Restoration projects like this one are mandated under the 2012 Brazilian Native Vegetation Protection Law to recover native forest on private lands in the Atlantic Forest Region. Image courtesy of Anazélia M. Tedesco.

Forest loss isn’t the only potential driver of increased hantavirus risk; climate change may already be worsening the situation. A 2017 study led by Prist and published in PLOS Neglected Tropical Diseases found that small increases in temperature, even without forest clearing, could put more than 30% more people at risk of contracting the deadly disease.

Prist said they aim to validate their findings with field studies at restoration sites. He added the team also hopes to develop a more nuanced understanding of how animal communities reassemble as forests are restored.

“We also want to evaluate whether restoration would have the same benefit with other zoonotic diseases here in Brazil, such as spotted fever and yellow fever,” Prist told Mongabay, “and what would be the most appropriate configuration for restored landscapes to provide this service.”

The COVID-19 pandemic has shown how much is at stake when diseases jump from animals to humans due to impacts on forests and wildlife. While the risk of zoonotic disease spread is never zero, the case of potential hantavirus reduction under forest restoration in Brazil shows that communities and governments have agency in reducing the likelihood of spillover.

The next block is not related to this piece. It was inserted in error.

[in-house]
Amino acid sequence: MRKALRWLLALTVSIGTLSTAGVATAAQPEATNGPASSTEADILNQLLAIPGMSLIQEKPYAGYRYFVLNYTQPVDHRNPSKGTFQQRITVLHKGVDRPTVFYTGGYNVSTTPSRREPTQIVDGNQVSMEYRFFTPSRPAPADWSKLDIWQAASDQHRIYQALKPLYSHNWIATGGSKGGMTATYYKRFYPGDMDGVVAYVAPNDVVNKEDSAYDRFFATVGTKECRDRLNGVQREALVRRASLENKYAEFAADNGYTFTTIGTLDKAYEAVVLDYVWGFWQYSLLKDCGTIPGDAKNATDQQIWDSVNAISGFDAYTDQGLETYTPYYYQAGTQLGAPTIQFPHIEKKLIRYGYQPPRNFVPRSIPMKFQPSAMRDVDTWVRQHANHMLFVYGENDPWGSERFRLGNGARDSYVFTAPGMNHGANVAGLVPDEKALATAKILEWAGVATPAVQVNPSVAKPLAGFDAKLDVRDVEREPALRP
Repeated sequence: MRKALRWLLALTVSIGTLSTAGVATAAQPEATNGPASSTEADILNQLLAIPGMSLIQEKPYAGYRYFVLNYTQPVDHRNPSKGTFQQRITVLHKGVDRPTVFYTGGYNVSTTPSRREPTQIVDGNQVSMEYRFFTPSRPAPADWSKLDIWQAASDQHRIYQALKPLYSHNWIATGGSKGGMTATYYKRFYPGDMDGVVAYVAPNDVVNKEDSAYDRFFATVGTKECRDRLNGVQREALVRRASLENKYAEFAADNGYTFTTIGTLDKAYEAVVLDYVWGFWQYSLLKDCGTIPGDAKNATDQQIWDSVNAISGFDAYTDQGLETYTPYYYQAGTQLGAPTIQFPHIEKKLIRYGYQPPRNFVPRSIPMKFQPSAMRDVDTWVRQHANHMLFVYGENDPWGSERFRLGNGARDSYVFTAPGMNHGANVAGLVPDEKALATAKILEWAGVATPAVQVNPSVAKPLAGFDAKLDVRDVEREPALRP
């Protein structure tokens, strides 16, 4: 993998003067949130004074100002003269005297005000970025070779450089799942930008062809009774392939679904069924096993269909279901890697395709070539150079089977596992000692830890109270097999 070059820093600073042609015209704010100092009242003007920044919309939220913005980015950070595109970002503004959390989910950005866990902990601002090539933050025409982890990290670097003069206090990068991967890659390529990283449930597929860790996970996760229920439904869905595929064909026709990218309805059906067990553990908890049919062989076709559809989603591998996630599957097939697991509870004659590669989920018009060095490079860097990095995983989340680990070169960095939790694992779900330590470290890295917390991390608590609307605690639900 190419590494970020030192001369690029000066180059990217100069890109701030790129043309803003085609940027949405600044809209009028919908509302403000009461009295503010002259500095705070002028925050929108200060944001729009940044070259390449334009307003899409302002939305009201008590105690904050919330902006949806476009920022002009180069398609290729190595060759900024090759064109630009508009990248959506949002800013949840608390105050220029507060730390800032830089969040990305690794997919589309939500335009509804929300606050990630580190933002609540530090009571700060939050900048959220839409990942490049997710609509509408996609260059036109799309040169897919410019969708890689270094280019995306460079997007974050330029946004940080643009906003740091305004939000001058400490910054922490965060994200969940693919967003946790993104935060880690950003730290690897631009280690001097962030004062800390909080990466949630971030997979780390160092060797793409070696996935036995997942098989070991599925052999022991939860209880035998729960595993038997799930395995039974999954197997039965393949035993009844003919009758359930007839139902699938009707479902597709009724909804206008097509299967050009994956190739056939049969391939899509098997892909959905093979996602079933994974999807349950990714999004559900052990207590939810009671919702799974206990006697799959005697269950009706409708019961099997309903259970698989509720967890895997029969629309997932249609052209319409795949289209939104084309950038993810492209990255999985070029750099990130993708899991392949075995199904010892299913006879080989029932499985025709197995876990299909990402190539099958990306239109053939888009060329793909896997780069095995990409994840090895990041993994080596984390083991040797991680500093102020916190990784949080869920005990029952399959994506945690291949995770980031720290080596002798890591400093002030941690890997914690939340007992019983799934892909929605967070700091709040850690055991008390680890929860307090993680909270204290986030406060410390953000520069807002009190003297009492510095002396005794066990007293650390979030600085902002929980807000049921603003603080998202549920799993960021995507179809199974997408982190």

Citations:

Fagan, M. E., Reid, J. L., Holland, M. B., Drew, J. G., & Zahawi, R. A. (2020). How feasible are global forest restoration commitments? Conservation Letters13(3), e12700. doi:10.1111/conl.12700

Prist, P. R., Uriarte, M., Fernandes, K., & Metzger, J. P. (2017). Climate change and sugarcane expansion increase Hantavirus infection risk. PLOS Neglected Tropical Diseases11(7), e0005705. doi:10.1371/journal.pntd.0005705

Prist, P. R., Prado, A., Tambosi, L. R., Umetsu, F., de Arruda Bueno, A., Pardini, R., & Metzger, J. P. (2021). Moving to healthier landscapes: Forest restoration decreases the abundance of Hantavirus reservoir rodents in tropical forests. Science of the Total Environment752, 141967. doi:10.1016/j.scitotenv.2020.141967

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This article was originally published by Mongabay on 11 May 2021.

TOPICS: COVID-19